by Cyndi Paxton Johnson
We all know fear - and change - is part of life. Yada yada yada. It’s easy to say the words – but it’s harder to walk the walk. Doing something new is terrifying! Your heart rate increases, you wake up in the middle of the night in a cold sweat and wonder if you’re doing the right thing. It’s hard to think of anything else, since your entire body goes into that “fight or flight” scenario – preparing for action.
But we need this shake-up, this rush of adrenaline, this pure terror. Without it, we stagnate – lose interest in moving forward – and resign ourselves to watching yet another reality tv show – watching others risk all without ever leaving the safety of our easy chair.
Why else would reality shows be so overwhelmingly popular? All the drama without ever having to risk anything, ourselves.
But let’s face it, folks – Our lives ARE a reality show! Every day we face choices that will determine what direction our lives will take. We even have an audience watching our performance – our family, friends, even neighbors. Our very own fan club, cheering us along!
There's no more putting it off - Summer is upon us. Tis the season for surf, sand and family time - and we've earned every minute of it! But this summer, let's also concentrate on US - and our dreams! Here are five things to do this summer that will change our lives!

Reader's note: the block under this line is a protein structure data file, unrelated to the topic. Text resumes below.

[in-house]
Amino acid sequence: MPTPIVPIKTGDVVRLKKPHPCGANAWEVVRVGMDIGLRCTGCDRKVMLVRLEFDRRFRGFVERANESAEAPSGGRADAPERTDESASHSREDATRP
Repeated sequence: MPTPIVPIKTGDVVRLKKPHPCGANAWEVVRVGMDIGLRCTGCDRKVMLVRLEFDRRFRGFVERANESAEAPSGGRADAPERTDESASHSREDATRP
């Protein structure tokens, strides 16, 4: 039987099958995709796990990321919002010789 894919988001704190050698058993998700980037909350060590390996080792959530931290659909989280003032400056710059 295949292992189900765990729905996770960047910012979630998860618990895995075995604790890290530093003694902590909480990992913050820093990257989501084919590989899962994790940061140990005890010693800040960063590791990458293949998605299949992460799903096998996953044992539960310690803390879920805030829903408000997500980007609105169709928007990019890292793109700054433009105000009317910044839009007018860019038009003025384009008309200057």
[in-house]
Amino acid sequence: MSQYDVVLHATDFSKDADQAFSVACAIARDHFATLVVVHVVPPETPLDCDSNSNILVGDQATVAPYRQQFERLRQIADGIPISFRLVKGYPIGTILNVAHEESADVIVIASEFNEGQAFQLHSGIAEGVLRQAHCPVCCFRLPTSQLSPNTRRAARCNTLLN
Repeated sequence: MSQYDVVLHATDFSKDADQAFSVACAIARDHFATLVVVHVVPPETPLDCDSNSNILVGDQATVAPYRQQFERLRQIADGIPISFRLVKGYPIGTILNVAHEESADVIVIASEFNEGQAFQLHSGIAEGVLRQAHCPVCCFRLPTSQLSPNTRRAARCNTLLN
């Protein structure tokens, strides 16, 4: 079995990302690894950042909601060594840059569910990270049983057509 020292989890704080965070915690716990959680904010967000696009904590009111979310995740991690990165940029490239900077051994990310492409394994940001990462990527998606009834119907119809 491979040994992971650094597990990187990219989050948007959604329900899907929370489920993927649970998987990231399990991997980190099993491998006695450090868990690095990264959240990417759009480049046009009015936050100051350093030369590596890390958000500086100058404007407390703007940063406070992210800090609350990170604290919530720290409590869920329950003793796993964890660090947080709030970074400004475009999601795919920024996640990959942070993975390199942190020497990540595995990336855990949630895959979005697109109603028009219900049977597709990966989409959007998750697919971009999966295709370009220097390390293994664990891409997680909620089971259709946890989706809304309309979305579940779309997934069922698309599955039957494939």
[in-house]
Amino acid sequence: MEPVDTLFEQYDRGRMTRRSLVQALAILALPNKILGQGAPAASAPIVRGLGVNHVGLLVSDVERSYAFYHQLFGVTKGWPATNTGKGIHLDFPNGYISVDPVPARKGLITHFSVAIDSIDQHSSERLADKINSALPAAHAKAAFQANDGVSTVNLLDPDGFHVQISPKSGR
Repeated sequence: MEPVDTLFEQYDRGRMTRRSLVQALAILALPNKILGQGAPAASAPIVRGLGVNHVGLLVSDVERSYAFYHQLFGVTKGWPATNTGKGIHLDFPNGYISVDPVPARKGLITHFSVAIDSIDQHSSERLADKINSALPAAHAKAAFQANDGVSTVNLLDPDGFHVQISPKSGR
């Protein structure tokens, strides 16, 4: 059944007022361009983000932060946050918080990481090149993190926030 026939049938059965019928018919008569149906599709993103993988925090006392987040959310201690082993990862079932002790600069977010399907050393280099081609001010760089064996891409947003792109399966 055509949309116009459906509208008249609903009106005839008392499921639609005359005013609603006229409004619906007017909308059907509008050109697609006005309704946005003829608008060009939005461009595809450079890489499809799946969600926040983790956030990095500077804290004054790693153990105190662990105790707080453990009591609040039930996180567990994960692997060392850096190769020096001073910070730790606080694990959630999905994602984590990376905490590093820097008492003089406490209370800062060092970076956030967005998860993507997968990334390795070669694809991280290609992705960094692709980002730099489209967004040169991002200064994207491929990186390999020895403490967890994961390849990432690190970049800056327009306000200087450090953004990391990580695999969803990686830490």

1. DREAM - What are your dreams and lifetime goals? Do you even know? NOW is the time to dream big. What do you need to accomplish so, when you look back over your life, you see a life well-lived? Write down as many as you can; things to do, to see, to become, to learn. Then go back and circle the top five that you start working on NOW!
Now that you know what you want, visualize your world as if these things were already accomplished. See the details of your day, and feel the joy and satisfaction of knowing you have accomplished these things. Do this EVERY SINGLE DAY.
2. BIG ROCKS - Remember the story of putting rocks, pebbles, sand and water into jar? You have to put the big rocks in first, or the smaller stuff will fill up your days and you'll never accomplish the really important things. We all have a million little things that we need to do each day - but we need to make sure the important, dream building stuff gets done, too.
Look over you dreams list. For each goal write down the steps you need to take to make your dream a reality. These are the "Big Rocks". Every day list 3-5 action steps (in different categories) - and make them the priority for your day. Break down large, involved steps into more managable actions. You'll still have the daily stuff to do - but just knowing that THESE are your priorities will super-charge your journey toward your dreams!
Computers are an important tool for farm business management. The University of Maryland Extension will be offering a series of computer classes focused on farm use on December 14, 2012. Learn how to manage your files, operate windows software, protect your computer, develop spreadsheets and use QuickBooks. Classes will be held at Chesapeake College in Wye Mills. Class sizes are limited so please register firstname.lastname@example.org or 410-822-1244. The cost of each class is $15.00.